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Philadelphia's controversial 1.5 cents-per-ounce soda tax was supposed to bring in $92.4 million per year to the city's coffers. Through its first 11 months of collections, the city has collected just $72.3 million, leaving city officials over $20 million short of their goal.
In order to have been on track to hit its target of $92.4 million, the city would have needed to average $7.7 million per month from its tax on all naturally and artificially-sweetened beverages distributed within the city for retail sale. Instead, the city has averaged less than $6.6 million per month from its sugary drink tax.
But not to worry, because Philadelphia's mayor's office sees no need to discuss scaling back either their revenue projections or their plans for spending the revenue that they desired to collect from the Philadelphia Beverage Tax (PBT).
Despite the likely shortfall, Mike Dunn, a spokesman for the Kenney Administration, said the $92 million yearly projection will remain. When asked if the dollars meant Philadelphia residents should expect a curtailing of the programs funded by the PBT, he said, "We’re not going to speculate."
Those comments echo similar ones that Dunn made back in May 2017.
"We're experiencing the growing pains of a new tax. We still expect to reach our projections in the long term," Dunn said.
Perhaps with the assistance of lots of inflation or if "in the long term" really means "after many years". Still, to be fair, what kind of growing pains could there be?
Robert Inman, Wharton's Mellon professor of finance and public policy at the University of Pennsylvania, called Dunn's assessment appropriate – especially given the lack of historical data for PBT and other similar policies.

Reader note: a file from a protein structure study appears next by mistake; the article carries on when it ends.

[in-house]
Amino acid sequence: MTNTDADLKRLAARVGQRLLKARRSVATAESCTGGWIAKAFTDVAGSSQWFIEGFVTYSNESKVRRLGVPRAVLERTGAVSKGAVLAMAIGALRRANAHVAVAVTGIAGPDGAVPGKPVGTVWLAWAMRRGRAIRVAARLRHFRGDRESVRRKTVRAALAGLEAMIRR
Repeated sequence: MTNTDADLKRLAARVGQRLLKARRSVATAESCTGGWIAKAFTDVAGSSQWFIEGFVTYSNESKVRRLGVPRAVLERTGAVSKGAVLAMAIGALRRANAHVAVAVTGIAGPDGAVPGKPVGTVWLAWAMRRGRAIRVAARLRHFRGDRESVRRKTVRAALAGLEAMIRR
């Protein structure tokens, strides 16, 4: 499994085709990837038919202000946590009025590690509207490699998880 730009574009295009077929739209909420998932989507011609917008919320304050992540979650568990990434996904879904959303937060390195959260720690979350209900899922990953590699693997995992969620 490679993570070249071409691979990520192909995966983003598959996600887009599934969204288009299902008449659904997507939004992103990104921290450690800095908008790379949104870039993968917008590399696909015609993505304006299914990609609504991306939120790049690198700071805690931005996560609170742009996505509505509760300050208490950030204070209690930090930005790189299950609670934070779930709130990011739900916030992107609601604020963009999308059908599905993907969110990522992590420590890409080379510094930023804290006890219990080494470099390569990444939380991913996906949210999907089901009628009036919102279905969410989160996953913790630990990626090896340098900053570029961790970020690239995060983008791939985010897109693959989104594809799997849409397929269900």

"If they are within 85 to 90 percent of their projections," Inman said, "that's pretty good." Changes in weather, among other variables, could also influence collections since some consumers may buy more of the impacted beverages in the summer months.
Explaining there will be a lot of "uncertainty" and "randomness" with such estimations when there is little to no previous information to work from, Inman said, "They just don't have the history with this."
In our chart above, we've taken the basic seasonality that beverage makers typically see throughout a year to indicate how much revenue that Philadelphia could reasonably have expected to collect from its beverage tax each month in order to reach their annual $92.4 million projection. There have really only been two months that haven't at least somewhat followed that pattern so far - April 2017, where the gap between "desired" and "actual" collections really began to open up, and September 2017, where we suspect an unusual number of beverage distributors made late tax payments to the city.
Through its first eleven months, the city's cumulative soda tax collections of $72.3 million are falling nearly 15% below their desired revenue of $85 million that would apply over that period of time. If the bar for evaluating the success of Philadelphia's Beverage Tax is lowered to $78.54 million for the full year (85% of the city's annual $92.4 million revenue projection based on Professor Inman's generous grading curve), Philadelphia will need to collect nearly $6.3 million in December for the tax to be considered a success by those reduced standards.
Based on the seasonal pattern, where December's tax collections would reasonably be expected to come in at a lower level than those for November, that may be pretty unlikely with the preliminary estimate for November having been reported to be $5.9 million. Since Philadelphia's soda tax payments are due in the month following when they are assessed, we should find out later this month just how far short the city was from both its unchanging annual target revenue figure or even the reduced standard of 85% of that level in collecting revenue from the sweetened drink tax during its first year in effect.